> client failure by about a factor of 8-10 times as many
> connections (outbound connections count against the total, but
> inbound connections do not, since they do not use up socket/port
> pairs be source).

With the fixed client it never fails.  I moved a few GB through it
without any problem.

> > 
> > and a few minutes later:
> > colnta->netstat -an | grep FIN_WAIT_2 | wc
> >     1434    8604  111852
> This indicates a 2MSL draining.  The resource track close could
> also be slow.  You could probably get an incredible speedup by
> doing explicit closes in the client program, starting with the
> highest used fd, and working down, instead of going the other
> way (it's probably a good idea to modify the FreeBSD resource
> track close to so the same thing).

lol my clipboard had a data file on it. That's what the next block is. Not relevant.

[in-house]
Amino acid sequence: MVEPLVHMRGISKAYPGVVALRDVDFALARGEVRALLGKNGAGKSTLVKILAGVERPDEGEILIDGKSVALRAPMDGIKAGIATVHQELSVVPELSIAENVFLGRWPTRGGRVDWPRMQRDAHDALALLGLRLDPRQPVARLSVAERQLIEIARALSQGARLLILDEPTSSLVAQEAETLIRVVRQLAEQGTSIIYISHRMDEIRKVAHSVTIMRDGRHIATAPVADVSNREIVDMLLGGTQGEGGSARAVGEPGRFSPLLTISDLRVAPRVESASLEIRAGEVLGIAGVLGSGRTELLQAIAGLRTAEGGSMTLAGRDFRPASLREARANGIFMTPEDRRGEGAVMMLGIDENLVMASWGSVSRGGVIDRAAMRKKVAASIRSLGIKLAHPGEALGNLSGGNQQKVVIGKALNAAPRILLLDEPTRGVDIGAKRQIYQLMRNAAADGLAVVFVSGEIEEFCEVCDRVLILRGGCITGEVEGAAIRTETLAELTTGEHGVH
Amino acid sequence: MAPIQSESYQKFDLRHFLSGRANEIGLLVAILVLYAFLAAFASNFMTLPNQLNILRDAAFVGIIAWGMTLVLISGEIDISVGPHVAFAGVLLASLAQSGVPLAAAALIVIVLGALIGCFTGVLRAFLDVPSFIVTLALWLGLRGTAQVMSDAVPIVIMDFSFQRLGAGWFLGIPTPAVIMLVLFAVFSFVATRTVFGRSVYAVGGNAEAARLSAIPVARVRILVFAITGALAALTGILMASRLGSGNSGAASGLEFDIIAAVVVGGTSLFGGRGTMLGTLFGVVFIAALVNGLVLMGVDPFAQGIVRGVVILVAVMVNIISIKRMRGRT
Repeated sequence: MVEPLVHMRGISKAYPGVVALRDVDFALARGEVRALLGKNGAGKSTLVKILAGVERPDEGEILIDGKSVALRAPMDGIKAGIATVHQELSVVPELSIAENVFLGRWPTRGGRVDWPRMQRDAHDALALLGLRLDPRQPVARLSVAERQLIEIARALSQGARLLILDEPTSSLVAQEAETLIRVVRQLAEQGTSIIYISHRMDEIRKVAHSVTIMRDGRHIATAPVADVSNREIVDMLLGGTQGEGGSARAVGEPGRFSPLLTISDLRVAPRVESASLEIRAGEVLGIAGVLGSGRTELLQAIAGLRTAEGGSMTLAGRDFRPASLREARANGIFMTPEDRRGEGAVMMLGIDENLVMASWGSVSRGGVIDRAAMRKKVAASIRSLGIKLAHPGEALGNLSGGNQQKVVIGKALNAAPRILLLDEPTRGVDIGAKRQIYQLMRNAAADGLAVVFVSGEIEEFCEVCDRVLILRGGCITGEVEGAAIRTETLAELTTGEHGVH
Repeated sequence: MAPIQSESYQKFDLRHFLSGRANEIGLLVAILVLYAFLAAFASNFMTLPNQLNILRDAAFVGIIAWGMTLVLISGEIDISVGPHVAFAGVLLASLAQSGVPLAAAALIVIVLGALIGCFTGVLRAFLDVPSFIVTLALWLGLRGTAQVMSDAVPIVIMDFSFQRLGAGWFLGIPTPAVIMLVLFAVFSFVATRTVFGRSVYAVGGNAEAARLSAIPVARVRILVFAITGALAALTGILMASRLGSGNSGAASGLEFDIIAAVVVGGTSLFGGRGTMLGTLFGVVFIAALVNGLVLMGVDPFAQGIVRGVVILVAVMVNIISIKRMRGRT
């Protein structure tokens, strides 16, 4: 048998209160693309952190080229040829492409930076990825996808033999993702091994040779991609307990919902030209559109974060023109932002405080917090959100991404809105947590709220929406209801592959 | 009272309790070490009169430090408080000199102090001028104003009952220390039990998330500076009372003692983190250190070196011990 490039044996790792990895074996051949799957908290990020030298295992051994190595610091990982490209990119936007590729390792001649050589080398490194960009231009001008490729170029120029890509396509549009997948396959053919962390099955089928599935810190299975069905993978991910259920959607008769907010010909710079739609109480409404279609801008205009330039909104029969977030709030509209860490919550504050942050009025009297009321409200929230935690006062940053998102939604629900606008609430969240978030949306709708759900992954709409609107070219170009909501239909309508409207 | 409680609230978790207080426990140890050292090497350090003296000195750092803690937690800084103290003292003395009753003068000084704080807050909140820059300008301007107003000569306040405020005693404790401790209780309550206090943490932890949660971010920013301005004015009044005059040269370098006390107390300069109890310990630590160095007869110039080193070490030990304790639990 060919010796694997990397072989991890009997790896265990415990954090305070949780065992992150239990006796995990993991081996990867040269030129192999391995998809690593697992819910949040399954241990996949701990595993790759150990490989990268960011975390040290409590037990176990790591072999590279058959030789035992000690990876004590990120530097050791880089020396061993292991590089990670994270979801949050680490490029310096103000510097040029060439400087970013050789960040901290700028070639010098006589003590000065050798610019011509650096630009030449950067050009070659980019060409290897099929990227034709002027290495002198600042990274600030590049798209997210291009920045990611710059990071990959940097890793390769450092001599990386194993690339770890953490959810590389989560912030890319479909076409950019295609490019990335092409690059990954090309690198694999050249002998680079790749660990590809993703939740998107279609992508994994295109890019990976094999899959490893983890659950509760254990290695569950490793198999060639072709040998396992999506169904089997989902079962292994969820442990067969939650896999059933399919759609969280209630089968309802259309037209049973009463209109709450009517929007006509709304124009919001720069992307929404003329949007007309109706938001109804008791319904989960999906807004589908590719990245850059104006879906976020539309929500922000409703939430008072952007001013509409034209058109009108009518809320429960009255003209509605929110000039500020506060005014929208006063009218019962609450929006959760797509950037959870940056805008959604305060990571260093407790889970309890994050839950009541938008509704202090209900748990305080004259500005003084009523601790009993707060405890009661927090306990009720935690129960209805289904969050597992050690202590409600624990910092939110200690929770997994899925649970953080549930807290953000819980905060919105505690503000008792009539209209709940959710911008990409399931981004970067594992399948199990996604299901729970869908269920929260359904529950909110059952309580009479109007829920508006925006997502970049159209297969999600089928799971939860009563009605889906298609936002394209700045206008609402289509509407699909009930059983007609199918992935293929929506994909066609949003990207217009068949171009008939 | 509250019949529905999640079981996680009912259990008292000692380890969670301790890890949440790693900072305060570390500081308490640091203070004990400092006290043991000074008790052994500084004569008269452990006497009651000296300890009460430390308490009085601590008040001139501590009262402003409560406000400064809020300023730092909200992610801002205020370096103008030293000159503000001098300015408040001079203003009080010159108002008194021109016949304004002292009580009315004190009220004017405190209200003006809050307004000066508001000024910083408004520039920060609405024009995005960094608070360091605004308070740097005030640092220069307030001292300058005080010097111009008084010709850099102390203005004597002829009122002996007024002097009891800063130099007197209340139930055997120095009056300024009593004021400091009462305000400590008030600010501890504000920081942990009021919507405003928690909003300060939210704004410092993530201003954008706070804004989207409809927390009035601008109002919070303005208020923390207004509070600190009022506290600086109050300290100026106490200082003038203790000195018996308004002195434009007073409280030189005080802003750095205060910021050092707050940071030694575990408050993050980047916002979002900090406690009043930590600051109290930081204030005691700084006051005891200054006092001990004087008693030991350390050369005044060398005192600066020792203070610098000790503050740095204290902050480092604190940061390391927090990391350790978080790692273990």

If I had been doing any explicit closes :(.

> There are some other inefficiencies in the fd code that can be
> addressed... nominally, the allocation is a linear search at
> the last valid one going higher.  For most servers, this could
> be significantly improved by linking free fd's in a sparse
> list onto a "freelist", and maintaining a pointer to that,
> instead of the index to the first free one, but that should only
> impact you on allocation (like the inpcb hash, which fails
> pretty badly, even when you tune up the hash size to some
> unreasonable amount, and the port allocation for outbound
> connections, which is, frankly, broken.  Both could benefit from
> a nice btree overhaul).

I actually implemented something for this type of problem over Christmas
with one of the Solaris engineers.  It was inspired by Jeff Bonwick's
vmem stuff (Usenix 2001), but was bit mask based, so the actual storage
overhead was a lot less, with what appeared to be very good allocate and
free times (O(n) as the worst case with O(1) typically).